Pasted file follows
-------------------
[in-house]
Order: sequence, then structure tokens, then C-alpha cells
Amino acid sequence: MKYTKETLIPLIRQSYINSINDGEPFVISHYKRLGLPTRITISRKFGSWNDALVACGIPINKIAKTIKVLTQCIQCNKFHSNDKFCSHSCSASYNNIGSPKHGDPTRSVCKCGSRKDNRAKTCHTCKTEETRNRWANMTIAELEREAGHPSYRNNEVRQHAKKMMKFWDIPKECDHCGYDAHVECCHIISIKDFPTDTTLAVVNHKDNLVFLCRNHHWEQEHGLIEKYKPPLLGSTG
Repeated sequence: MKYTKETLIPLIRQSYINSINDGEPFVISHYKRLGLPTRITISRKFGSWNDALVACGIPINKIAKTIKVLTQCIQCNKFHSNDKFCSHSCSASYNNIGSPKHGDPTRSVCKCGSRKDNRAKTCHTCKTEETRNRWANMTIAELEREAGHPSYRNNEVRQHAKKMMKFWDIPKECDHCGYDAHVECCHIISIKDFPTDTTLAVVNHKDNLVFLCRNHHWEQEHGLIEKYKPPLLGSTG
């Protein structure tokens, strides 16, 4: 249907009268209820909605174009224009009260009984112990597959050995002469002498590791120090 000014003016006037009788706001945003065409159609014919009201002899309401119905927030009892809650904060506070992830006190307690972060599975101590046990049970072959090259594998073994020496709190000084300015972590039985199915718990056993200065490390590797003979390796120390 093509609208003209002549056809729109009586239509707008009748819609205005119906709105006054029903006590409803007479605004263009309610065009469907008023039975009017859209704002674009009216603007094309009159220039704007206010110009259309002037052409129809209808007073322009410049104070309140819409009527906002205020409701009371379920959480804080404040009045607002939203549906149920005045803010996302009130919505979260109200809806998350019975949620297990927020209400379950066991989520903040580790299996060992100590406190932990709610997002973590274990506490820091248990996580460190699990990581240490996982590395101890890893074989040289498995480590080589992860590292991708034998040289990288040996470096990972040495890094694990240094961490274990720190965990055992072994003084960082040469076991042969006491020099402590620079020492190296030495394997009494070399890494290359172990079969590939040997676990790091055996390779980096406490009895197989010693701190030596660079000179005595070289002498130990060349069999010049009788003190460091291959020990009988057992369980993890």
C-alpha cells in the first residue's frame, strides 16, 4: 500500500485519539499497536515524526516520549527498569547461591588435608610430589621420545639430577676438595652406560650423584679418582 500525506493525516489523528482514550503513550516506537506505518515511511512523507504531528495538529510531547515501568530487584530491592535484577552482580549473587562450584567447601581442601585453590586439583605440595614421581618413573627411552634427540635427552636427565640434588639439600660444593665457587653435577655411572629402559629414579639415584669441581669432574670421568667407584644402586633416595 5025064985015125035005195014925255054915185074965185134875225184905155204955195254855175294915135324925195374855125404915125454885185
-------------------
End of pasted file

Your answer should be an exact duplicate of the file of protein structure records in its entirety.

[in-house]
Order: sequence, then structure tokens, then C-alpha cells
Amino acid sequence: MKYTKETLIPLIRQSYINSINDGEPFVISHYKRLGLPTRITISRKFGSWNDALVACGIPINKIAKTIKVLTQCIQCNKFHSNDKFCSHSCSASYNNIGSPKHGDPTRSVCKCGSRKDNRAKTCHTCKTEETRNRWANMTIAELEREAGHPSYRNNEVRQHAKKMMKFWDIPKECDHCGYDAHVECCHIISIKDFPTDTTLAVVNHKDNLVFLCRNHHWEQEHGLIEKYKPPLLGSTG
Repeated sequence: MKYTKETLIPLIRQSYINSINDGEPFVISHYKRLGLPTRITISRKFGSWNDALVACGIPINKIAKTIKVLTQCIQCNKFHSNDKFCSHSCSASYNNIGSPKHGDPTRSVCKCGSRKDNRAKTCHTCKTEETRNRWANMTIAELEREAGHPSYRNNEVRQHAKKMMKFWDIPKECDHCGYDAHVECCHIISIKDFPTDTTLAVVNHKDNLVFLCRNHHWEQEHGLIEKYKPPLLGSTG
């Protein structure tokens, strides 16, 4: 249907009268209820909605174009224009009260009984112990597959050995002469002498590791120090 000014003016006037009788706001945003065409159609014919009201002899309401119905927030009892809650904060506070992830006190307690972060599975101590046990049970072959090259594998073994020496709190000084300015972590039985199915718990056993200065490390590797003979390796120390 093509609208003209002549056809729109009586239509707008009748819609205005119906709105006054029903006590409803007479605004263009309610065009469907008023039975009017859209704002674009009216603007094309009159220039704007206010110009259309002037052409129809209808007073322009410049104070309140819409009527906002205020409701009371379920959480804080404040009045607002939203549906149920005045803010996302009130919505979260109200809806998350019975949620297990927020209400379950066991989520903040580790299996060992100590406190932990709610997002973590274990506490820091248990996580460190699990990581240490996982590395101890890893074989040289498995480590080589992860590292991708034998040289990288040996470096990972040495890094694990240094961490274990720190965990055992072994003084960082040469076991042969006491020099402590620079020492190296030495394997009494070399890494290359172990079969590939040997676990790091055996390779980096406490009895197989010693701190030596660079000179005595070289002498130990060349069999010049009788003190460091291959020990009988057992369980993890």
C-alpha cells in the first residue's frame, strides 16, 4: 500500500485519539499497536515524526516520549527498569547461591588435608610430589621420545639430577676438595652406560650423584679418582 500525506493525516489523528482514550503513550516506537506505518515511511512523507504531528495538529510531547515501568530487584530491592535484577552482580549473587562450584567447601581442601585453590586439583605440595614421581618413573627411552634427540635427552636427565640434588639439600660444593665457587653435577655411572629402559629414579639415584669441581669432574670421568667407584644402586633416595 5025064985015125035005195014925255054915185074965185134875225184905155204955195254855175294915135324925195374855125404915125454885185